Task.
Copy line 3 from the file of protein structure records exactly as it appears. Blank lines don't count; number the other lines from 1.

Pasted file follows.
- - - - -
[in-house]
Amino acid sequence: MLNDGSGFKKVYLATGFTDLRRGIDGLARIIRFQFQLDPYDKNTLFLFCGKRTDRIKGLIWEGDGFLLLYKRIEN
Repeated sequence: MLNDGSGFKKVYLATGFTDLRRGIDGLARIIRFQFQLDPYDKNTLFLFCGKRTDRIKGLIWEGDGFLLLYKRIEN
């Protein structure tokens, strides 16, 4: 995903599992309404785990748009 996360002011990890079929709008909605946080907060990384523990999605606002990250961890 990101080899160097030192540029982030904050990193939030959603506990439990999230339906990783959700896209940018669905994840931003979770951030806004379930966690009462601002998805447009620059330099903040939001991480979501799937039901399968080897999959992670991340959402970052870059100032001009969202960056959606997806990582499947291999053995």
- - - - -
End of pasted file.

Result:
Repeated sequence: MLNDGSGFKKVYLATGFTDLRRGIDGLARIIRFQFQLDPYDKNTLFLFCGKRTDRIKGLIWEGDGFLLLYKRIEN